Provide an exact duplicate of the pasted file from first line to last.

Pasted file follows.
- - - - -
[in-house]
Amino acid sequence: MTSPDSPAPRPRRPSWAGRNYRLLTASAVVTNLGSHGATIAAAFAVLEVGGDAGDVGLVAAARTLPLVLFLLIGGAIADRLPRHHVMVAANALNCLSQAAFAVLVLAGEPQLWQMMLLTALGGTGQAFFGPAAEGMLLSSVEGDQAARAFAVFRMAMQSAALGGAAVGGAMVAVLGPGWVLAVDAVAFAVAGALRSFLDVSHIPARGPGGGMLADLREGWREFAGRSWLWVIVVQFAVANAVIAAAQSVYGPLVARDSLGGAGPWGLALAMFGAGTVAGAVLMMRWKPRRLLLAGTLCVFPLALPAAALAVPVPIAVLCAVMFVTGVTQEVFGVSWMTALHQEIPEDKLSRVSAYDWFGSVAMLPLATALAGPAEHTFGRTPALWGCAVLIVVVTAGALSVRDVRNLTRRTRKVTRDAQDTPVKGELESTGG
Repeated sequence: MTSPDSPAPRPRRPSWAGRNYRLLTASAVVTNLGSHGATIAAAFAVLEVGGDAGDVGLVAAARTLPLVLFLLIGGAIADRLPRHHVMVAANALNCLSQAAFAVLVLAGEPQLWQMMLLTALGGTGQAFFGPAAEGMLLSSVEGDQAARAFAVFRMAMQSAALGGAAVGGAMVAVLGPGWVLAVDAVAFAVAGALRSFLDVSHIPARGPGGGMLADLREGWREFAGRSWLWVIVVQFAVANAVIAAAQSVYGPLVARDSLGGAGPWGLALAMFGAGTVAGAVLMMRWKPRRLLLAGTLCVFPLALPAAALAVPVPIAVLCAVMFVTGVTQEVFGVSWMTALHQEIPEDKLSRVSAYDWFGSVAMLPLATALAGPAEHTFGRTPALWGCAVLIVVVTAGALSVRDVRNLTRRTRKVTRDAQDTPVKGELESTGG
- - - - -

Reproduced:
[in-house]
Amino acid sequence: MTSPDSPAPRPRRPSWAGRNYRLLTASAVVTNLGSHGATIAAAFAVLEVGGDAGDVGLVAAARTLPLVLFLLIGGAIADRLPRHHVMVAANALNCLSQAAFAVLVLAGEPQLWQMMLLTALGGTGQAFFGPAAEGMLLSSVEGDQAARAFAVFRMAMQSAALGGAAVGGAMVAVLGPGWVLAVDAVAFAVAGALRSFLDVSHIPARGPGGGMLADLREGWREFAGRSWLWVIVVQFAVANAVIAAAQSVYGPLVARDSLGGAGPWGLALAMFGAGTVAGAVLMMRWKPRRLLLAGTLCVFPLALPAAALAVPVPIAVLCAVMFVTGVTQEVFGVSWMTALHQEIPEDKLSRVSAYDWFGSVAMLPLATALAGPAEHTFGRTPALWGCAVLIVVVTAGALSVRDVRNLTRRTRKVTRDAQDTPVKGELESTGG
Repeated sequence: MTSPDSPAPRPRRPSWAGRNYRLLTASAVVTNLGSHGATIAAAFAVLEVGGDAGDVGLVAAARTLPLVLFLLIGGAIADRLPRHHVMVAANALNCLSQAAFAVLVLAGEPQLWQMMLLTALGGTGQAFFGPAAEGMLLSSVEGDQAARAFAVFRMAMQSAALGGAAVGGAMVAVLGPGWVLAVDAVAFAVAGALRSFLDVSHIPARGPGGGMLADLREGWREFAGRSWLWVIVVQFAVANAVIAAAQSVYGPLVARDSLGGAGPWGLALAMFGAGTVAGAVLMMRWKPRRLLLAGTLCVFPLALPAAALAVPVPIAVLCAVMFVTGVTQEVFGVSWMTALHQEIPEDKLSRVSAYDWFGSVAMLPLATALAGPAEHTFGRTPALWGCAVLIVVVTAGALSVRDVRNLTRRTRKVTRDAQDTPVKGELESTGG